TELFORD VICE at the Basin Reserve
THE pitch was green and the weather freezing cold, but South Africa’s spinners found a way to take the lion’s share of New Zealand wickets in the second test in Wellington.
South Africa romped to victory by eight wickets with two days to spare on Saturday – and between them Keshav Maharaj and JP Duminy took 12 of the home side’s 20 wickets.
The star was left-armer Maharaj, who claimed 6/40 in the second innings, the best figures by a South African slow bowler in a test innings since 2003 and the first time a Saffer spinner had taken six in an innings since 2009.
Maharaj has snapped up 13 wickets at an average of 13.92 in the two matches.
“Being a spinner of minimal variation I have to rely on consistency,” the modest Maharaj said.
“I was just trying to stay as consistent as possible to try and help the captain.”
Was that captain, Faf du Plessis, surprised by his spinners’ success given the supposedly seamer-friendly conditions?
“It was surprising given the conditions, which were cold and with not a lot of spin,” Du Plessis said.
“But I thought both spinners bowled incredibly well.
“Their control and consistency meant the New Zealand batsmen just couldn’t get away.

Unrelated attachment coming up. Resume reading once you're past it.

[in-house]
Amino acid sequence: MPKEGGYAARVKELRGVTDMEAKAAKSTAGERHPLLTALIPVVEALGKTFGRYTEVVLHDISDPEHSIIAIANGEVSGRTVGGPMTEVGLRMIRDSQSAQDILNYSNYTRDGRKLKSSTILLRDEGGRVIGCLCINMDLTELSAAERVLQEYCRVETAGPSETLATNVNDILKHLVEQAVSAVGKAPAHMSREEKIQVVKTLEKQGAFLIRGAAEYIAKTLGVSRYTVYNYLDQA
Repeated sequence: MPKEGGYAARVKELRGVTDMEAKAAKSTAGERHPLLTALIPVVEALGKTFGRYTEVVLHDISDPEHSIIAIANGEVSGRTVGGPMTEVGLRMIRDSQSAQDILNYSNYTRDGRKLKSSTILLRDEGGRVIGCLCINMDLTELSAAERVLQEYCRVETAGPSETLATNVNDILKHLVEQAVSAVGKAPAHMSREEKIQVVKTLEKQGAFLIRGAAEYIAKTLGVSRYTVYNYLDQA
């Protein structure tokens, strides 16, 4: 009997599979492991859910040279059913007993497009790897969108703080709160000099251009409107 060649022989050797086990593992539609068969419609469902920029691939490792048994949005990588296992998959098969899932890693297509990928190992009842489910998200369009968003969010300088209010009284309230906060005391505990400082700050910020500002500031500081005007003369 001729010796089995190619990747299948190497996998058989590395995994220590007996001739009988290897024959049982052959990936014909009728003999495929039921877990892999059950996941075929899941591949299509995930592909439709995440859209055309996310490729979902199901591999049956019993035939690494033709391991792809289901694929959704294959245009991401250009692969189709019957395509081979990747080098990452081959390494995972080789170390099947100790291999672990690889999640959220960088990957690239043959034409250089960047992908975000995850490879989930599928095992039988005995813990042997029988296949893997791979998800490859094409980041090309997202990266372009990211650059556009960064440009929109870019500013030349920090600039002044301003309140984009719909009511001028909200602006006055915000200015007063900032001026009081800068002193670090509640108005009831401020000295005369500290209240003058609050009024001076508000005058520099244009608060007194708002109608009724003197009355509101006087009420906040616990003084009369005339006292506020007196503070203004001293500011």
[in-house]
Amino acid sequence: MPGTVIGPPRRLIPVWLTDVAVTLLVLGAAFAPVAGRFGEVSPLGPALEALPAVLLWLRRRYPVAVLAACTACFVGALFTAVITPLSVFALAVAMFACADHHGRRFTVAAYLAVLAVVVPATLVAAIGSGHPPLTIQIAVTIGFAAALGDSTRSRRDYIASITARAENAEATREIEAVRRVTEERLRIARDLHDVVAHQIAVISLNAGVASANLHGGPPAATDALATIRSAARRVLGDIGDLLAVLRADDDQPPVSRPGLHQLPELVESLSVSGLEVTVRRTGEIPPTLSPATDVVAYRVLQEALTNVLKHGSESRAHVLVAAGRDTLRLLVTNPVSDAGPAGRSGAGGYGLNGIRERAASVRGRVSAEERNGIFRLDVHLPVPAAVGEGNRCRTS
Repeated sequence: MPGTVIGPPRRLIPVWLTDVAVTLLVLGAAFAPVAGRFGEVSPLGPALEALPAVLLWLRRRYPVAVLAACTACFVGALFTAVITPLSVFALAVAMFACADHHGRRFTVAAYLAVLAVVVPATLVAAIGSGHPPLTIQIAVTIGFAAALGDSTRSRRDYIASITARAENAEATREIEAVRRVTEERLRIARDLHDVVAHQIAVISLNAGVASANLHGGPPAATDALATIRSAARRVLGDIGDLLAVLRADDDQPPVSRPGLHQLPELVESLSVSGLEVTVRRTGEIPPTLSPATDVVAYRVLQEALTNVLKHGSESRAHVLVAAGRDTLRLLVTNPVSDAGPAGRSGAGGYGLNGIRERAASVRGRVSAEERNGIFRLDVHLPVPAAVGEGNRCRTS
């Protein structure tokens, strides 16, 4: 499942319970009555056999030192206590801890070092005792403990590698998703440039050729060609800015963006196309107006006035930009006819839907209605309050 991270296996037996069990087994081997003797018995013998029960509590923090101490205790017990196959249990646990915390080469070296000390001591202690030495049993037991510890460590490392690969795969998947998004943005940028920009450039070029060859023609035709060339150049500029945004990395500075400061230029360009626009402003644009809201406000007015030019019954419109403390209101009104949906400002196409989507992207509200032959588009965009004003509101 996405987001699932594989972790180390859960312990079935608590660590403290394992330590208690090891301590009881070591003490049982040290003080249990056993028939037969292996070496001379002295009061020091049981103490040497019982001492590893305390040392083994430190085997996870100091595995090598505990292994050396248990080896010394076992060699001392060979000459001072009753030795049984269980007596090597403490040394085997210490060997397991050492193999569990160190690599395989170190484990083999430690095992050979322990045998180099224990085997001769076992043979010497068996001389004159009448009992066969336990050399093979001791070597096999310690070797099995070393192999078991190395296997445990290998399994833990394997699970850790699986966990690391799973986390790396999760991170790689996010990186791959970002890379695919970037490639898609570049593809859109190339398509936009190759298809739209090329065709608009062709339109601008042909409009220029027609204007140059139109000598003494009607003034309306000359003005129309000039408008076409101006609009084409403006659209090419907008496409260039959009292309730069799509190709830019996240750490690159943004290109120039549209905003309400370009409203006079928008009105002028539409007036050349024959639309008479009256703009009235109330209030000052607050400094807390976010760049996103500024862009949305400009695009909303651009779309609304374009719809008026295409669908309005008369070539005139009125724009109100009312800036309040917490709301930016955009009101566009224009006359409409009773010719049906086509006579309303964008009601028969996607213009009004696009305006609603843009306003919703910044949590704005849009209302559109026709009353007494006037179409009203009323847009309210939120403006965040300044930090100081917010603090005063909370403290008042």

“Their runrates were very low, and the pressure that created created chances for wickets.
“When spinners are contributing like that it makes the seamers’ lives much easier, especially with us having to rotate the seamers quite often because we only have three.”
What had Maharaj added to South Africa’s attack in his six tests?
“Control,” Du Plessis said. “That sums it up – he doesn’t bowl a lot of bad balls and if you look at the best spinners – (Rangana) Herath, (Ravindra) Jadeja, (Nathan) Lyon, (Ravichandran) Ashwin, they don’t bowl a lot of bad balls.
“Keshav has brought that consistency.”
A strong southerly wind blew for most of the day and sent temperatures plummeting, prompting South Africa’s players – and even the umpires – to wrap up as warm as the regulations permitted and to resort to using hand-warmers.
“It was a challenge for us,” Du Plessis admitted.
“What we asked for this morning was real hard cricketers.
“Mentally we needed to be very strong, needed to be ready to be challenged and pushed to extremes because they’re not conditions we are used to.
“There were no excuses; the wind, the cold were never going to be excuses.
“We needed real, hard test cricket and that’s what the players produced.”
The third test starts in Hamilton next Saturday.